I ask you: what is the foundation for rhythmic electronic music? I suggest that the humble step-sequencer is the backbone of many of today’s musical genres and memetic evolutions. To have electronic rhythm, you need to start with a clock and go from there, dividing it into fractions and multiples. Then start assigning sounds to those divisions and you’re pretty much there- techno is happening.

I’ve been working on prototyping a sequencer-synth and in doing research, I’ve come across numerous projects that tackle this idea with great enthusiasm. Because a sequencer can drive any type of electronics, projects tend to fall into two categories: audio, or visual. Additionally, I’m seeing two main drivers for the sequence itself: the nimble arduino, and the CMOS 4017 Decade counter IC. I’ll survey here some of the finished projects to give an idea of what’s possible. Come with me, won’t you, on an exploration of the world of DIY sequencers.

First up, a few excellent audio sequencers:

basic arduino sequencer from nikolaosh on Vimeo.

This “basic arduino sequencer” by Nikolaosh is undeniably fun. Looks like four potentiometers controlling software synth parameters, with the Arduino doing the sequencing as well. Basic, but effective nonetheless. You can see more details and grab the code here.

BeatSequencer 1.0 from Kamil Garbacz on Vimeo.

This “Beatsequencer” by Kamil Garbacz also uses Arduino to drive a matrix of LEDs. Looks like the top row indicates the position of the step, while the bottom 3 rows indicate on/off status for the beep assigned to that row. A matrix of switches turns each step on and off, 808-style. It’s a very compact design with a minimal interface, but it seems to work.

cigarduino punk console from frogstar on Vimeo.

This “Cigarduino Punk Console” from frogstar has a lot of great elements- nice pulsewave synthesis from the Arduino and a fun cigar-box case. It’s a little light on the LEDs though- don’t we all like our sequencers to have big banks of LEDs pusling through their paces?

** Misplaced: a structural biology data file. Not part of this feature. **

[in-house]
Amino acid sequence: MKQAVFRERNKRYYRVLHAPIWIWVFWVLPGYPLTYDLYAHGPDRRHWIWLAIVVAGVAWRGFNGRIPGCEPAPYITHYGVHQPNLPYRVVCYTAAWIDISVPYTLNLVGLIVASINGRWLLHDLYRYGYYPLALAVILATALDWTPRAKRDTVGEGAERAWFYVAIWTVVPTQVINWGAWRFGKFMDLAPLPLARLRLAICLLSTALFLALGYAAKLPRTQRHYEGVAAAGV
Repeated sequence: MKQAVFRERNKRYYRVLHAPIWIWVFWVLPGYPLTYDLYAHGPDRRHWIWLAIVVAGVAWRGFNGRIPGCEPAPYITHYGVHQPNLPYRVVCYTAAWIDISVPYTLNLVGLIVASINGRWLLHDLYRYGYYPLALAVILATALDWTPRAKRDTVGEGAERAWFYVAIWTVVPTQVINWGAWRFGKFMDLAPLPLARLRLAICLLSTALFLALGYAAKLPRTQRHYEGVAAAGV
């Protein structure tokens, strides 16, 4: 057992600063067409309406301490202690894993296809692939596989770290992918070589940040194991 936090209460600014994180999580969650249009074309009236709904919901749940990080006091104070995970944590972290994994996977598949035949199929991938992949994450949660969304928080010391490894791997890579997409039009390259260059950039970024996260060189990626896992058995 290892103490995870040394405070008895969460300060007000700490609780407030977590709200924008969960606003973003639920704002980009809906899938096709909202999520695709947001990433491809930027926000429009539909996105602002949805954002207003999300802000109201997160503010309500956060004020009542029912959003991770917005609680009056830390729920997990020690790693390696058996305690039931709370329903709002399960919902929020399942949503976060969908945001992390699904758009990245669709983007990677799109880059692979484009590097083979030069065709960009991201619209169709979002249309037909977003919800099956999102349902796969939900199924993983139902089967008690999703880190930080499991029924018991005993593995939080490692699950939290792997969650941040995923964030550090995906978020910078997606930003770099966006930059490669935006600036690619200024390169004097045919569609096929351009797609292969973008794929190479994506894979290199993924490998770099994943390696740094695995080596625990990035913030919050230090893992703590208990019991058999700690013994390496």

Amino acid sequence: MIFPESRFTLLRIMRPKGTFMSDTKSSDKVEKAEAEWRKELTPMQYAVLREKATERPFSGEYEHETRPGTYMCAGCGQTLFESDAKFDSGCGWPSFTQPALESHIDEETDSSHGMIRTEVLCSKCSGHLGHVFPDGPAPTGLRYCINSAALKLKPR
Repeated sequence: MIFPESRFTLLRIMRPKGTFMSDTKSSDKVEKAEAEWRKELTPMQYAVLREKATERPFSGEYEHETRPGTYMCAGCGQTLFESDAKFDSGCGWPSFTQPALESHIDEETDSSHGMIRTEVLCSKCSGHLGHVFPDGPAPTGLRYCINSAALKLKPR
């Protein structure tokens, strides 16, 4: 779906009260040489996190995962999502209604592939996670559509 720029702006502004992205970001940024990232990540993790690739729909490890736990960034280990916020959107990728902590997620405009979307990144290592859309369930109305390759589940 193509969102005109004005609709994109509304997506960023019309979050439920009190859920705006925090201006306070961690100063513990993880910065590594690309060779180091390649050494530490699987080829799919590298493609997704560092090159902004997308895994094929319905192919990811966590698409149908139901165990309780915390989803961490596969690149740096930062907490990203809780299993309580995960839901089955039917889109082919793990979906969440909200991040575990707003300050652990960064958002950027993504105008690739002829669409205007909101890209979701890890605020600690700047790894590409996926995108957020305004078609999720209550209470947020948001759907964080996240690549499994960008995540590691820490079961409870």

In the 4017 category, we’ve got this nice little box from Note!. It nicely marries the Atari Punk console to the 4017 running as a 4-step sequencer. Good glitchy tones get put through their paces.

This sequencer from 9volts really opens up the possibilities here- he’s using the 4017 synched to a drum sampler, triggering circuit-bent devices and controlling gating and filtering. That’s what I’m talkin’ about right there.

Visual sequences:

PAN PC + 555 + 4017 from h.cosas on Vimeo.

This experiment from h.cosas uses the 4017 to drive an LCD display with interesting results. Dig those color bars!

This LED pattern sequencer by WootsPC is very nice to look at- this should give you an idea of what can be done with a basic sequencer, some LEDs, and an eye for animation.

What I take away from all of these projects is the idea that a sequencer can drive pretty much anything, and the most fun and interesting projects lie not in the sequencer itself, but in what is driven by the sequencer.

I’d really like to see someone who combines these LED animations with a good sounding, nicely-interfaced sequenced synth that’s syncable to MIDI clock input, but I think I might have to build that one myself- I’m working on my own like-minded project, and I’ve realized I’ve got a ways to go before I’ll be satisfied with the results. In case you’re curious, here’s my little project as of two weeks ago. I’ve made some modifications since then, but you get the basic idea.

Is anyone else working on a sequencer project? Please post it in the comments and tell us what how it’s coming along.